Bags, Wallets, and Zips

Binder Pouch Tutorial

Binder Pouch Tutorial - NoodleheadHope you are all staying safe and healthy! Because it’s getting closer to Back to School time (even though it’s looking a lot different this year for all) I’ve had requests for my Binder Pouch Tutorial that was formerly published on the Sew, Mama, Sew! website back in August of 2010. Yes! I’ve been blogging more than 10 years and am still at it! I honestly cannot believe it! Because Sew, Mama, Sew! is no longer in business, their website (along with the Binder Pouch Tutorial) is no longer available. The tutorial was published only on their site (not on my blog), so I’m bringing it back home to share with you.

Funny enough, I was able to track down my own instructions that were on an aggregate site, and decided to make a new pouch to make sure everything was okay and to take some new pictures along the way! I hope you’ll enjoy this tutorial. Even if many of us are not going to be in a traditional school setting this fall, it’s still fun to have this pouch to keep organized! Hey – you don’t even have to use it for school stuff!

Binder Pouch for Sew Mama Sew

I had this project saved on my to-do list for a looong time… I’m so glad Sew,Mama,Sew! is doing a Back to School month! I love this project because of course I love zippers, but I think this will be a great project to send to school with your kids. You can even make it super-personalized by having your kids pick out the fabrics, or adding an initial, or you could even embroider a favorite animal– Go crazy! Extra bonus: when you make it yourself you know it’ll hold up to a lot of wear and tear.

  • Scraps of fabric (or 1/4 yard or fat quarter of the main print will work)
  • 10″ zipper 
  • Scrap of see-through vinyl approx 7″x 3.5″ (see final cut measurement below), find some at your local quilt shop, or grab some awesome transparent vinyl at Sew Hungry Hippie, or glitter vinyl
  • 3 (3/8″) Grommets (Dritz are my favorite, they install easily and come with the setting tools you’ll need)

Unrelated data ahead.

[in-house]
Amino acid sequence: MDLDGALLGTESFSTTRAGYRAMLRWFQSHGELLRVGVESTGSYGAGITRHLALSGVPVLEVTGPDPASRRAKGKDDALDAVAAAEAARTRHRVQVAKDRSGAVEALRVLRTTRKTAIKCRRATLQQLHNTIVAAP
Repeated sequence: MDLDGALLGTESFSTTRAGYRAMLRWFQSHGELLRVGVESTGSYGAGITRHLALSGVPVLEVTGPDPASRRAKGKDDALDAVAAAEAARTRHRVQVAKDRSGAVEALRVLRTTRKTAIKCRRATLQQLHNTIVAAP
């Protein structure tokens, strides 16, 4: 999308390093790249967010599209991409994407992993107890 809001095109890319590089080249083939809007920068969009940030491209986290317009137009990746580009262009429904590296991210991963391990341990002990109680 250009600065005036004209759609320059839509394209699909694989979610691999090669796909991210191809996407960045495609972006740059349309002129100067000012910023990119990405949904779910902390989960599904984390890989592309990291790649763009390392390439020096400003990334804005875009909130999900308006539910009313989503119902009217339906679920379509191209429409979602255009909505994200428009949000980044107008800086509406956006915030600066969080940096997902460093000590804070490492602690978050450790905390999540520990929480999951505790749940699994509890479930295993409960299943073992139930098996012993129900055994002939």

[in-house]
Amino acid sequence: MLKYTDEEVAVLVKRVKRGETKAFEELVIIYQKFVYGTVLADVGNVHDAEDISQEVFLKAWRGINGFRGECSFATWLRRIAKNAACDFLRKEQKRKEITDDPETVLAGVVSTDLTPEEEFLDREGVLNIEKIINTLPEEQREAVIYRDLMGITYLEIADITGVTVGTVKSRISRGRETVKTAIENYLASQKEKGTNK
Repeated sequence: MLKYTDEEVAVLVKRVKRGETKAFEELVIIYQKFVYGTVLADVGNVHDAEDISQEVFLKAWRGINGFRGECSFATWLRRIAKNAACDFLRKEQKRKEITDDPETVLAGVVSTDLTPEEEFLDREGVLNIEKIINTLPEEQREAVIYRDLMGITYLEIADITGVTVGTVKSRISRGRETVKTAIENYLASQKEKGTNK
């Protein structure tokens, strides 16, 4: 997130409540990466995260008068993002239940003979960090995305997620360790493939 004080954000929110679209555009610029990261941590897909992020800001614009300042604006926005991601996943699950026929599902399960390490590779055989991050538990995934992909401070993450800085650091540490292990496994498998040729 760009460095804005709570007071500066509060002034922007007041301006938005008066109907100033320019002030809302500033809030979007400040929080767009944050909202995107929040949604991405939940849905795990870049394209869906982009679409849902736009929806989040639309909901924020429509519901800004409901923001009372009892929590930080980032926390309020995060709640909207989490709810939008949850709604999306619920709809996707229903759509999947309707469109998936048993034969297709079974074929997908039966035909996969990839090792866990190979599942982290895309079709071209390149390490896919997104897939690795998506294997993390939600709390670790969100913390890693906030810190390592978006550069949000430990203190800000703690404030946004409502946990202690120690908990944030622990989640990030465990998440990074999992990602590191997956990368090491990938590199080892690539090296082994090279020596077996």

• Scrap of interfacing cut to 3.5″ tall by 11″ wide (this will reinforce where the grommets are installed)
  • Optional: Binding tape to cover the seams 1/2″-wide (store bought or make your own)
  • Sewing machine, thread, etc. 
  • zipper pull (here and here)
    {All seam allowances 1/2″ unless otherwise noted.}
Cut Fabrics:
  • cut (2) 6.5″ tall by 4″ wide Pouch Front (left)
  • cut (2) 6.5″ squares Pouch Front (right)
  • cut (1) 6.5″ tall by 11.5″ wide Pouch Back
  • From the vinyl cut one piece 6.5″ tall by 3″ wide.
  • cut (1) 3.5″ tall by 11″ wide Grommet Tab (fuse the interfacing to the wrong side)
    {Just a note: sewing through the vinyl might not be your thing! If you don’t feel up to it, skip the vinyl, and cut that piece from fabric. It’ll still turn out super cool.}
{All seam allowances 1/2″ unless otherwise noted.}
Make Front Exterior of Pouch:

Place the Pouch Front Left pieces right sides together with vinyl in between the fabrics, matching/aligning the 6.5″ sides.  Sew using a 1/2″ seam allowance.Press fabrics away from vinyl being sure not to touch the hot iron to the vinyl.

Place the Pouch Front Right fabrics, right sides together with the vinyl in between the fabrics, matching the 6.5″ sides of the opposite side of the vinyl.

Sew and press fabrics away from vinyl. Your front pouch will measure 6.5″ tall by 11.5″ wide.

Topstitch on either side of the vinyl (on the fabric through both layers).

(Optional) Baste fabric layers together along perimeter.

Assemble the Grommet Tab:

Fold the Grommet Tab in half the long way, right sides together.

Sew using a 5/8″ seam allowance on both of the short edges. Clip corners. Turn right side out and press.

(optional) Topstitch along both short edges and the sewn long edge (the open edge of the grommet tab will be enclosed once you sew the pouch together). Set aside.


Assemble Pouch:

Because this is an unlined pouch, we’ll assemble it just a bit differently than a lined pouch. This next step is where a Teflon foot would come in handy, otherwise you can make do with a piece of scotch tape placed on the bottom side of your sewing machine’s foot. The tape will help the zipper foot slide across the vinyl section of the pouch front.